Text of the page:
In the 1960’s the age of the animated theatrical short subjects was near its end. The classic shorts were becoming a staple of children’s television, but most studios were not producing new theatrical shorts. Over at MGM, however, they were continuing to produce films starring their two biggest cartoon stars…Tom and Jerry. In 1963 the cat and mouse duo were turned over to famed animation director Chuck Jones, after his exit from Warner Brothers. A series of 34 shorts were produced over the next five years, including our short today, 1965’s Bad Day at Cat Rock.
The action takes place at a construction site where, big surprise here, Tom the cat is chasing Jerry the mouse. I know, I know, I should’ve said spoiler alert there. I guess I figured since that had been the major premise of most Tom and Jerry shorts for about 25 years at this point I could do without it. The whole thing starts out with a literal bang when Tom stumbles into a storage area filled with TNT and lights a match so he can see. This ends up sending him smashing into a girder. It also sends Jerry flying. When he grabs onto Tom’s tail he ends up pulling the cat’s fur off and using it as a parachute.
More hijinks ensue as Jerry hides inside a glove and uses it to give a right hook to Tom. The later portion of the film deals with Tom’s attempts to reach Jerry, who is sitting on a high beam, using a girder situated like a see-saw and a rock to launch him into the air. Of course, Tom’s efforts have painful results as he is crushed by the large boulders multiple times.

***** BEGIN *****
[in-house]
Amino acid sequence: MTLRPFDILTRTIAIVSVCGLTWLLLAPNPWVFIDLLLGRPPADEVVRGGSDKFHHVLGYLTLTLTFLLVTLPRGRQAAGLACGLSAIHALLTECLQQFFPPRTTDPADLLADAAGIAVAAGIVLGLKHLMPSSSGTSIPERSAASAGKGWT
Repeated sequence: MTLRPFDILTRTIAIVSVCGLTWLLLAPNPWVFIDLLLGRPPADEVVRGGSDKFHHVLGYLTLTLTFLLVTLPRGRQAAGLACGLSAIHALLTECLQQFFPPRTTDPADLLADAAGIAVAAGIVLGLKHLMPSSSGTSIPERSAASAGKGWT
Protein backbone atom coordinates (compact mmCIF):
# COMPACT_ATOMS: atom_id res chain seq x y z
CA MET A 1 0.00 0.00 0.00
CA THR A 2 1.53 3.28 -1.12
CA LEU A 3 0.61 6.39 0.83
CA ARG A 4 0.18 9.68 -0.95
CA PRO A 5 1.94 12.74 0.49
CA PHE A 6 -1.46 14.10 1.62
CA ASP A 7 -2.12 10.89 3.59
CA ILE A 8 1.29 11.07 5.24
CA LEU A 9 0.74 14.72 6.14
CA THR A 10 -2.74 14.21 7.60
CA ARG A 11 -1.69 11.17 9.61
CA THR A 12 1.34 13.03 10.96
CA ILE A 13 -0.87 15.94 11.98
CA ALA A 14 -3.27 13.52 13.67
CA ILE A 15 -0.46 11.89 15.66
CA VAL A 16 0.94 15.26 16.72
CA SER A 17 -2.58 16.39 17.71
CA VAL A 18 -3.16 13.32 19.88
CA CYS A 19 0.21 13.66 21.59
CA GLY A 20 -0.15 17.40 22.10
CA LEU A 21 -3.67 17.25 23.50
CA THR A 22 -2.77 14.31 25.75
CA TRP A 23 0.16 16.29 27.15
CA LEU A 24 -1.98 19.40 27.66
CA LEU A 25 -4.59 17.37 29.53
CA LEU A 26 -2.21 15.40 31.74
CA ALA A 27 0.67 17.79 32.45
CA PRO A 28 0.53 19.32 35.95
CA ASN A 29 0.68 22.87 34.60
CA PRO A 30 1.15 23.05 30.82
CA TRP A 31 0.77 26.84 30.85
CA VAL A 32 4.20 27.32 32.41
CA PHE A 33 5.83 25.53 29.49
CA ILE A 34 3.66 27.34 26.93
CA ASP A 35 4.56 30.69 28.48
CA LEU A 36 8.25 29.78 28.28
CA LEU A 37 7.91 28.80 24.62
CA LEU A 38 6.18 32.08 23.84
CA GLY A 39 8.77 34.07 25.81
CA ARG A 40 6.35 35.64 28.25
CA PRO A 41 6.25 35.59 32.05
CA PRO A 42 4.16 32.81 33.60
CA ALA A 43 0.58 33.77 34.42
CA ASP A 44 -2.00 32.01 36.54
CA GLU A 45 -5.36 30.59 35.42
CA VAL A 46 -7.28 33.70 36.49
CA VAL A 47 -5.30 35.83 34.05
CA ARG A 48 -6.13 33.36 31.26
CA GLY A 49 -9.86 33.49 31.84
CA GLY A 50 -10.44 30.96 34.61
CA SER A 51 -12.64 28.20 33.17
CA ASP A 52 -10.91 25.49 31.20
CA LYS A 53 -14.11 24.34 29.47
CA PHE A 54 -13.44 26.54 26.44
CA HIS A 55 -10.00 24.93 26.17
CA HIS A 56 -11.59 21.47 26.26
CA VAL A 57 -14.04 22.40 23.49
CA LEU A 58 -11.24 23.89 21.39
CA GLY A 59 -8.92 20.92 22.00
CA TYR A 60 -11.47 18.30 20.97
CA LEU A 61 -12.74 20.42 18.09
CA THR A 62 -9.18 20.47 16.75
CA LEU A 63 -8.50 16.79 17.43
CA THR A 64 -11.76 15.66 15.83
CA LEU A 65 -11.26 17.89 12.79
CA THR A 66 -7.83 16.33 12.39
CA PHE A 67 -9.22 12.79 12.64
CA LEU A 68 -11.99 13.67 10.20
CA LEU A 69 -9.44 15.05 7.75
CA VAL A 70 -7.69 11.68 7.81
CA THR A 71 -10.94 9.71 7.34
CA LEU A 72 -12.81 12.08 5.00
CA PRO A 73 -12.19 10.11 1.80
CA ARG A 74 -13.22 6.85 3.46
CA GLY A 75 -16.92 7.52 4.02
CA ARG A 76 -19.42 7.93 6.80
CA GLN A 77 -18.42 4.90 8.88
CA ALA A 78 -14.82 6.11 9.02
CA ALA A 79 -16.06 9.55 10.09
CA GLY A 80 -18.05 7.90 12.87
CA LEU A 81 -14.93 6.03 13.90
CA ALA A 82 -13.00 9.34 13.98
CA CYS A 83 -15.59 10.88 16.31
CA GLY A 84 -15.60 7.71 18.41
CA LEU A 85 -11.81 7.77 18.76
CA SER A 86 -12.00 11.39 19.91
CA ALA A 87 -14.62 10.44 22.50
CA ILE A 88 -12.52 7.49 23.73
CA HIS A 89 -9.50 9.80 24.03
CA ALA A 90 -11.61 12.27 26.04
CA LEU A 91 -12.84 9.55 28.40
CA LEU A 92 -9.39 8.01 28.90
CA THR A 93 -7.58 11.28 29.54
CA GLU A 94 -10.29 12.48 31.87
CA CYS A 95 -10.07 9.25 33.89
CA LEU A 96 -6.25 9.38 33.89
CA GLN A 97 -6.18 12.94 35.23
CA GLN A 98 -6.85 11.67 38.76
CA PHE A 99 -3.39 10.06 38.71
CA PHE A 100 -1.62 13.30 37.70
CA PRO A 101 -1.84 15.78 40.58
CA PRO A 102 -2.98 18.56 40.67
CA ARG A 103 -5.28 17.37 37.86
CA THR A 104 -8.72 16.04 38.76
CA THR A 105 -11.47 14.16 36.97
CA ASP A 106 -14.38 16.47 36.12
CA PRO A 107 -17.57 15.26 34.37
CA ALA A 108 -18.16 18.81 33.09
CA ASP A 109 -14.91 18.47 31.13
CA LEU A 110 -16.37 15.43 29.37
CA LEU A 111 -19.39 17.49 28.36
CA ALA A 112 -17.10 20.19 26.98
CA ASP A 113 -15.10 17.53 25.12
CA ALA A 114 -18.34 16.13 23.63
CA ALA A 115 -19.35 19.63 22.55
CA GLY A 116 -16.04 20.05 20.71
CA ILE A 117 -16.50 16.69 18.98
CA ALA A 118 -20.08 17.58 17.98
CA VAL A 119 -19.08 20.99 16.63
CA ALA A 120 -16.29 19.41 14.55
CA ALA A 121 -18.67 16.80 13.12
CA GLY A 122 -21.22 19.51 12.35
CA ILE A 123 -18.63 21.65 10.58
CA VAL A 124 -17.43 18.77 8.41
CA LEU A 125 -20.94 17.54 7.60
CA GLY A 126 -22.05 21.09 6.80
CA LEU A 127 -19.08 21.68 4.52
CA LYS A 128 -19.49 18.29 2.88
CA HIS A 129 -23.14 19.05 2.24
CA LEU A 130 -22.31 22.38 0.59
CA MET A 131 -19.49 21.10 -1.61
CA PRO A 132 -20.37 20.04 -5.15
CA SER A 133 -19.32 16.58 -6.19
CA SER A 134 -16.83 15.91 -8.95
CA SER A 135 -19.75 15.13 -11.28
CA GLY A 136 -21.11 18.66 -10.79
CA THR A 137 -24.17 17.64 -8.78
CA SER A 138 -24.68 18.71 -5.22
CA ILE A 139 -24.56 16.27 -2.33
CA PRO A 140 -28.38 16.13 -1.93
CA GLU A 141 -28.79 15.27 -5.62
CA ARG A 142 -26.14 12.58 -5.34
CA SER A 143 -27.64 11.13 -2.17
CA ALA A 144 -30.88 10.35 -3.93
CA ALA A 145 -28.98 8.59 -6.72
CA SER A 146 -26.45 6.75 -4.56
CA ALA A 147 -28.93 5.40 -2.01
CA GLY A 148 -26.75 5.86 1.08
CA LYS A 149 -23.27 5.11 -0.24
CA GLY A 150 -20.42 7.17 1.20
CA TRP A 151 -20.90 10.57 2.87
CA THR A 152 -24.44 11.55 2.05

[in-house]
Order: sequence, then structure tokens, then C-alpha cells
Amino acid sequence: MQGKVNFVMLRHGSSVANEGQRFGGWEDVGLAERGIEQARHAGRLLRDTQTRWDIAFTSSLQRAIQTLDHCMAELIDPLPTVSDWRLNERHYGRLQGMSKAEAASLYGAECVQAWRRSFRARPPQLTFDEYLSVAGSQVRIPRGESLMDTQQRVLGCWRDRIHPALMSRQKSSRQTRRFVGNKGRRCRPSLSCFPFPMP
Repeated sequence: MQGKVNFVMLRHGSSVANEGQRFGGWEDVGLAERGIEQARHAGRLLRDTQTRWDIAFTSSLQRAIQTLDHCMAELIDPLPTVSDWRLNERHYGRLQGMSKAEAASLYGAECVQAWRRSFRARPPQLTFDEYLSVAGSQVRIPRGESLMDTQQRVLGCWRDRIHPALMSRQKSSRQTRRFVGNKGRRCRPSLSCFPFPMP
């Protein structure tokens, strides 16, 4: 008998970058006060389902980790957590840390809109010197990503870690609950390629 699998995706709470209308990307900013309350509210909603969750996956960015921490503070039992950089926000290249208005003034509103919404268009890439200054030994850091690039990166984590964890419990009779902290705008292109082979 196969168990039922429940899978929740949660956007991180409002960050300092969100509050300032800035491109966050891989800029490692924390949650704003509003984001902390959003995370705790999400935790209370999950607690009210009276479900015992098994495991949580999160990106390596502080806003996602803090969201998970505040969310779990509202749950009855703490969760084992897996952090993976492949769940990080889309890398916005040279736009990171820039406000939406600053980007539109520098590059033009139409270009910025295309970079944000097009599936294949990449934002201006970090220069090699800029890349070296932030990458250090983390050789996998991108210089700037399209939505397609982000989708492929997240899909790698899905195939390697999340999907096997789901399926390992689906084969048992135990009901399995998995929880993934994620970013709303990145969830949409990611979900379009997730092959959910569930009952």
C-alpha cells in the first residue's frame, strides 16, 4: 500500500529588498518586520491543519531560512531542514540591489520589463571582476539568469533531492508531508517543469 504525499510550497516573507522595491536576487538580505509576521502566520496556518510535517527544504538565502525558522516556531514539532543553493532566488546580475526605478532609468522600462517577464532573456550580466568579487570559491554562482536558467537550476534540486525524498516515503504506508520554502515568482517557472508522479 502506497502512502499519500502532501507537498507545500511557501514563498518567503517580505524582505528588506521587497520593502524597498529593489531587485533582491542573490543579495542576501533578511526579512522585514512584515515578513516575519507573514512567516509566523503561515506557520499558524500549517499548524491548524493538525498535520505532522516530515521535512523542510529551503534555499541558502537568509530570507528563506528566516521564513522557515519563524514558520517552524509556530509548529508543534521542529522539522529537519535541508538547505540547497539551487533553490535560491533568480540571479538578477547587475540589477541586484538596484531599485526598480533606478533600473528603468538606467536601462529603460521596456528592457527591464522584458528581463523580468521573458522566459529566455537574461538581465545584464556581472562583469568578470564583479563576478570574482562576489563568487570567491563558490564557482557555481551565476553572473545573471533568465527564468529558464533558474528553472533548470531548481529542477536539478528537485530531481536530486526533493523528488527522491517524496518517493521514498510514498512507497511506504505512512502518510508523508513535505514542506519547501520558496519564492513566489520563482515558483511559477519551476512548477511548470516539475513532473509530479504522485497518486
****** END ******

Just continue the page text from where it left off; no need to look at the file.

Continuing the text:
Chuck Jones was a brilliant animation director who created many of the most iconic animated shorts of all time. If I’m going to be completely honest, though, I wouldn’t consider his time with Tom and Jerry to be one of the strongest points in his career. The films have their share of funny moments and artistic skill, but they are significantly lacking in some of the things that made his efforts with the Looney Tunes characters so brilliant. Still, the series does have its strengths.
The artwork in this short, especially the backgrounds, is full of bright colors and unique designs. There is also a lot of creativity put into the camera angles that shows Jones and his crew were still stretching the art of animation in certain ways. The design of Tom and Jerry are quite a bit different in the Jones cartoons than they were in the Hanna-Barbera era. They are more angular here; a step down from their classic design, in my opinion. However, Jones knows how to make good use of the characters’ actions and facial expressions. Though, he does resort to the raised eyebrow and wide grin expression, a la How the Grinch Stole Christmas, a bit too much.
The final minutes of the short are really the strongest moments of the film. The sequence with Tom trying to launch himself with a see-saw feels very much like what you would expect to see in one of Jones’ Road Runner shorts. In fact, some claim this short is somewhat of a remake of Jones’ To Beep or Not to Beep, which features a similar sequence where the coyote struggles with a catapult. The sequence here doesn’t quite have the energy that we would see in a Road Runner film, but it does provide several laughs.
Though Jones’ Tom and Jerry films could never be considered his finest work, they are still often entertaining. Bad Day a Cat Rock is prime example that gives the audience a fair amount of enjoyment, but also leaves us wishing for a bit more.
Love the Jones era. My son and I enjoy these very much. Great post, Todd!